Quarantined Americans are uniting over a new age of water-cooler TV

The past month has seen Americans adopt unthinkable new behaviors. Obsessive handwashing is as habitual as morning coffee. Wearing a face mask is the new black. And our most affectionate position is standing 6 feet away from friends and neighbors.

But one big change isn’t that new at all. In fact, it’s a retro throwback to more innocent, cellphone-free days: Water-cooler TV is back.

It’s hard to believe, but 30 years ago, 21.7 million people plopped themselves on the couch to watch the series finale of “Alf.” This year’s Oscars only managed to pull in 2 million more viewers than a comedy about an alien puppet.

Now, while the world has grown more physically distant, we are once again united by our glowing boxes of light. Previously sagging network-TV ratings have increased every week since March 1, according to a Quartz report. The series finale of “Modern Family,” after 11 seasons, was watched by 7.4 million people on April 8 — the sitcom’s highest ratings in three years. After the credits rolled, social-media users lit up Twitter with teary responses to their favorite characters’ emotional fates. They still are. Meanwhile, “The Good Doctor” season finale, which had viewers freaking out about a major player’s death, scored the show’s highest numbers in a year.

On April 11, after weeks of being furloughed, “Saturday Night Live” attempted a bold experiment: Cast members, including Kate McKinnon, Colin Jost and Pete Davidson, and even surprise host Tom Hanks, taped segments at home, using slapped-together costumes and poster-board sets. It was low-budget, scrappy and imperfect, but 6.7 million people tuned in — giving the show its second-best numbers since May 2019 (only Eddie Murphy’s much-ballyhooed comeback in December did better). Audiences flocked to the show for its risky novelty, but were left howling over one brilliant moment: an office Zoom call in which McKinnon and Aidy Bryant played kooky, Luddite receptionists.

Meanwhile, streaming TV is now gushing. A recent Harris poll reported that 30 percent of Americans bought a new Netflix subscription in March, and this, in part, has led to monster hits for the service. Netflix’s current number one show is “Tiger King” — a trashy but fascinating documentary featuring big cat collector (and felon) Joe Exotic and his nemesis, big cat rescue queen Carole Baskin.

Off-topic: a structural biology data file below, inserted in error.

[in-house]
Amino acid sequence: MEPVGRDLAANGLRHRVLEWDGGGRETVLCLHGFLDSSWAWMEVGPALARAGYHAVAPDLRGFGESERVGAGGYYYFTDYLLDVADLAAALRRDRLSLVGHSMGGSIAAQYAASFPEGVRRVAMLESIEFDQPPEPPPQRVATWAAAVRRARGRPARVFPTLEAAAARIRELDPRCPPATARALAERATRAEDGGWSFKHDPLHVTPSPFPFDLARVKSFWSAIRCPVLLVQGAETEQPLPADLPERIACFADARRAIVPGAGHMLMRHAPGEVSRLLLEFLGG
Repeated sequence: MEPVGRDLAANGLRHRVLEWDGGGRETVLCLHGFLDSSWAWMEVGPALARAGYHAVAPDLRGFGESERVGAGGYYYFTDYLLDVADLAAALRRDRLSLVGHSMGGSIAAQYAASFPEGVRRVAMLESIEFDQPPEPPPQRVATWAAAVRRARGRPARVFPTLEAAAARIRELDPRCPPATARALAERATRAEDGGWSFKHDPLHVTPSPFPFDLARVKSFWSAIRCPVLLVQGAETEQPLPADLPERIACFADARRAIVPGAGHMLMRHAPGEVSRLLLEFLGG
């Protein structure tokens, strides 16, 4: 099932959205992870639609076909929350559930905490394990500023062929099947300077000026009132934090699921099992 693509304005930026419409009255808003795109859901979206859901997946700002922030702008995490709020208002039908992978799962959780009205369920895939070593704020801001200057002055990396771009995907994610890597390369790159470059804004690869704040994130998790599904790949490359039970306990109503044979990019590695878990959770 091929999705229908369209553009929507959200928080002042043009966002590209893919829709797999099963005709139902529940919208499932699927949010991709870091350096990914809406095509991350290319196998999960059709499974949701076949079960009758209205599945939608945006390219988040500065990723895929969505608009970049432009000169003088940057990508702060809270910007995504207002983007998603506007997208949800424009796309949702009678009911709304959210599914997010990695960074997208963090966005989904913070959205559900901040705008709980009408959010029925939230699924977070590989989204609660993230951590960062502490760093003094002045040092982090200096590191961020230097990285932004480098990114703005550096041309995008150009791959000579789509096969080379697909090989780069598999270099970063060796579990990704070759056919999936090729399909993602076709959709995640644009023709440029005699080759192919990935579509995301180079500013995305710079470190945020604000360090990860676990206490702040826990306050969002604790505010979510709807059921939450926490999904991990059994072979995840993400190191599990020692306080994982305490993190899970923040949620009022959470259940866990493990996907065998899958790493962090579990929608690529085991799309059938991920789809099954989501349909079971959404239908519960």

The doc’s wacky subjects and irresistibly layered narrative has turned “Tiger King” into America’s great escape — a unifying obsession without any of the tribal contentiousness of sports and politics. Celebrities are enamored with the crazy story, too: Rob Lowe, Jared Leto, and Sylvester Stallone and his family have all dressed up as Joe Exotic and posted their mullet mug shots on Instagram. President Trump has even mulled a pardon for Exotic.

Robert Thompson, director of the Bleier Center for Television & Popular Culture at Syracuse University, said we will remember this month of quarantine for three things: “Anthony Fauci, Zoom and ‘Tiger King.’ ”

“When you’ve got all of these people that are homebound and isolated, not only does it give them an opportunity to watch the ‘Tiger King,’ ” Thompson said. “It is also giving them an opportunity to consume all this other stuff where ‘Tiger King’ is being talked about.”

The same goes for fictional dramas. Netflix’s “Ozark,” a dark crime show about a seemingly average American family who get caught up working for a Mexican drug cartel, has become the very definition of water-cooler TV. Scroll through Twitter and you’ll find memes of shocking moments from the show’s third season and a flurry of tweets from fans who’ve discovered the drama during quarantine — “Is anyone else watching #Ozark on Netflix? I stumbled across it a few days ago & now I’m hooked,” said one — grabbing the sort of attention usually reserved for a series premiere.

Up until the 21st century, mankind enjoyed a consensus culture enabled by slim TV programming and radio offerings, then the Internet and streaming services gave each individual exactly what he or she wanted.

“There was one popular culture everyone engaged in,” Thompson said. “And we’ve spent the last two decades breaking that audience into a million little pieces.”

Now we’re all cooped up inside, finding shows we can enjoy as a group. You can ask almost anybody “What did you think of the ‘SNL’ Zoom sketch?” or “What’s your favorite Joe Exotic music video?” and they’ll have an impassioned answer.

While undeniably tragic, this moment is also forcing us out of our modern, app-enabled narcissism, opening our minds and starting conversations. Suddenly, entertainment is making America come together again.

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